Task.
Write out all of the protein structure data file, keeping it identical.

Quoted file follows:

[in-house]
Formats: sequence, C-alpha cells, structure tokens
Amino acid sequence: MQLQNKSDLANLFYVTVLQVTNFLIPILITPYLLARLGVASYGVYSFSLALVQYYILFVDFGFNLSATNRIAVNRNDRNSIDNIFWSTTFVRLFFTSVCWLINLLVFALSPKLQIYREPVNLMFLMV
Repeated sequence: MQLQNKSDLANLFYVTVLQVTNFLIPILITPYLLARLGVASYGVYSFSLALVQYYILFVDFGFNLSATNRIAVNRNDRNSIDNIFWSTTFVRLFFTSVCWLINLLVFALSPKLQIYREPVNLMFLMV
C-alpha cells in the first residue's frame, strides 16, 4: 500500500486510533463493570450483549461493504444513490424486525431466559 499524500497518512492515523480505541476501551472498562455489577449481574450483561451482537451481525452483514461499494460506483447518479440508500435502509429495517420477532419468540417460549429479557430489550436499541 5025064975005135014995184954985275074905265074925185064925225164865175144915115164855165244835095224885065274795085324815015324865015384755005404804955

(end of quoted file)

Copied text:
[in-house]
Formats: sequence, C-alpha cells, structure tokens
Amino acid sequence: MQLQNKSDLANLFYVTVLQVTNFLIPILITPYLLARLGVASYGVYSFSLALVQYYILFVDFGFNLSATNRIAVNRNDRNSIDNIFWSTTFVRLFFTSVCWLINLLVFALSPKLQIYREPVNLMFLMV
Repeated sequence: MQLQNKSDLANLFYVTVLQVTNFLIPILITPYLLARLGVASYGVYSFSLALVQYYILFVDFGFNLSATNRIAVNRNDRNSIDNIFWSTTFVRLFFTSVCWLINLLVFALSPKLQIYREPVNLMFLMV
C-alpha cells in the first residue's frame, strides 16, 4: 500500500486510533463493570450483549461493504444513490424486525431466559 499524500497518512492515523480505541476501551472498562455489577449481574450483561451482537451481525452483514461499494460506483447518479440508500435502509429495517420477532419468540417460549429479557430489550436499541 5025064975005135014995184954985275074905265074925185064925225164865175144915115164855165244835095224885065274795085324815015324865015384755005404804955